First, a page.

Being loving

I often tell young people, “You are not obliged to fall in love with anyone; you are obliged to be loving to everyone.”

The difference between being “in love” and being loving is that one of them is commanded. The term “falling in love” implies a loss of control. Emotions are powerful. The hormones heat up and the brain cells melt down. But being loving is about self-control.

Paul declares that we are “taught by God to love” each other (1 Thessalonians 4:9). So being loving is something that can be taught. While a fifteen- year-old boy might suddenly get a crush on a girl with no prompting, he probably has little idea of how to be selfless, compassionate or considerate. All of this is bound up in the idea of being loving.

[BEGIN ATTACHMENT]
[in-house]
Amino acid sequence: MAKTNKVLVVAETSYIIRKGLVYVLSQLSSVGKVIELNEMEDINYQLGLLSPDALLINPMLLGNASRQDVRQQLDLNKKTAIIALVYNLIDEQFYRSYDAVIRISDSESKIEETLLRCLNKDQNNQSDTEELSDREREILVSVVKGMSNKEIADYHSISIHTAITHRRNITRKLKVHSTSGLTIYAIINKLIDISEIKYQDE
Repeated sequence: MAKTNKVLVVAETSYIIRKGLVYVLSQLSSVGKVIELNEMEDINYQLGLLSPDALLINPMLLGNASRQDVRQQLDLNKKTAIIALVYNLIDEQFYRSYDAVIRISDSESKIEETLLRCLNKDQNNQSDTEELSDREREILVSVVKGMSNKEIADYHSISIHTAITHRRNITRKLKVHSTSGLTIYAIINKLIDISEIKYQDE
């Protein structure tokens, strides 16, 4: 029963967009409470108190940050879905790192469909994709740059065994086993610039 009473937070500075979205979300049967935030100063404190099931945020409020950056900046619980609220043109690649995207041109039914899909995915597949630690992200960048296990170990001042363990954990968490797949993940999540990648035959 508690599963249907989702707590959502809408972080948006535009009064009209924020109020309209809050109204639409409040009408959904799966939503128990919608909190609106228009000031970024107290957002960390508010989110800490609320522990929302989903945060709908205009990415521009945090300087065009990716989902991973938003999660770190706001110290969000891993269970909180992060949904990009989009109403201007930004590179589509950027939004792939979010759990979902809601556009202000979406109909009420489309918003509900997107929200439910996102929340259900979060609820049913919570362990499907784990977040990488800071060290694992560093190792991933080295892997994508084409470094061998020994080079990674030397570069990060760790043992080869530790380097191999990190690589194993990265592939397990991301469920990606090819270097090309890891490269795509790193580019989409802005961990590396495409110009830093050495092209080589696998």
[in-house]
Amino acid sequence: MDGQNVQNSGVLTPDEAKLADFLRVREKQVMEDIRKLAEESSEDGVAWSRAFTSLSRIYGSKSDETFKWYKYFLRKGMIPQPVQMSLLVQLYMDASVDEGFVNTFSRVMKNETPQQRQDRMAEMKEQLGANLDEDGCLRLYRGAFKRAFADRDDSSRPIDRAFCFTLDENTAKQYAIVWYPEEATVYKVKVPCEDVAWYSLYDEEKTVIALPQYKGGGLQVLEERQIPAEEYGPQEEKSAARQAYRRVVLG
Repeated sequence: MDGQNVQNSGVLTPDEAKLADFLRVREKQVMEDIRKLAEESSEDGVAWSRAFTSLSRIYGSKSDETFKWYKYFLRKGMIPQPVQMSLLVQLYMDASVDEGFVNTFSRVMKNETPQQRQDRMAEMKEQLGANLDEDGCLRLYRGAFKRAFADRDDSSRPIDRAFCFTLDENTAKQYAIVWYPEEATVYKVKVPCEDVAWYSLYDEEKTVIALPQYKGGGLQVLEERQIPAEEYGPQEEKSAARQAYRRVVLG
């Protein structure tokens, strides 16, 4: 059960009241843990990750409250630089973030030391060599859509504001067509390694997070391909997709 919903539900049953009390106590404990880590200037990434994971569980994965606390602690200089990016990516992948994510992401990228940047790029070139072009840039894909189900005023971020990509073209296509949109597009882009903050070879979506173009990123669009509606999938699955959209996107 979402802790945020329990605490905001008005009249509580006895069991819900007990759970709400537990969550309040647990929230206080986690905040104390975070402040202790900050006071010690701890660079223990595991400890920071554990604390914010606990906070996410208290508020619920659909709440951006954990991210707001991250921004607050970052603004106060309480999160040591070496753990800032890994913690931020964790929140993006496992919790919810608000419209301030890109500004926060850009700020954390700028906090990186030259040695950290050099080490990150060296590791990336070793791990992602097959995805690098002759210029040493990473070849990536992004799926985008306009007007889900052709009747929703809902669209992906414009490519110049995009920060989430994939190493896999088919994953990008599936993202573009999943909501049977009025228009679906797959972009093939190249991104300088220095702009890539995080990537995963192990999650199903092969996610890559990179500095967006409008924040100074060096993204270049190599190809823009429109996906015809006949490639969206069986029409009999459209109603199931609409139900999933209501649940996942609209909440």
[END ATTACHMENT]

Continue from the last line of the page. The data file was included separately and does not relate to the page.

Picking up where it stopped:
“We love because he first loved us,” (1 John 4:19). We experienced God’s love, and based on our experience of being loved, we are loving. “Be kind to one another, tender hearted, forgiving one another, as God in Christ forgave you” (Ephesians 4:32).

Being loving is for the tough, the resolute. This is not about flowers and romance; this is about taking unloving people and treating them with the compassion and love that God showed us. This is about loving the mistake-prone, the sinful, and the loveless.

Being loving can be commanded because it is a way of behaving, and not a feeling. Jesus did not feel like dying on a cross for us, yet he did any way. He did not feel warm and wonderful about our sinful actions, yet he was loving to us. Marriages, friendships, fellowship of brethren, any relationship depends not on falling in love, but on being loving.

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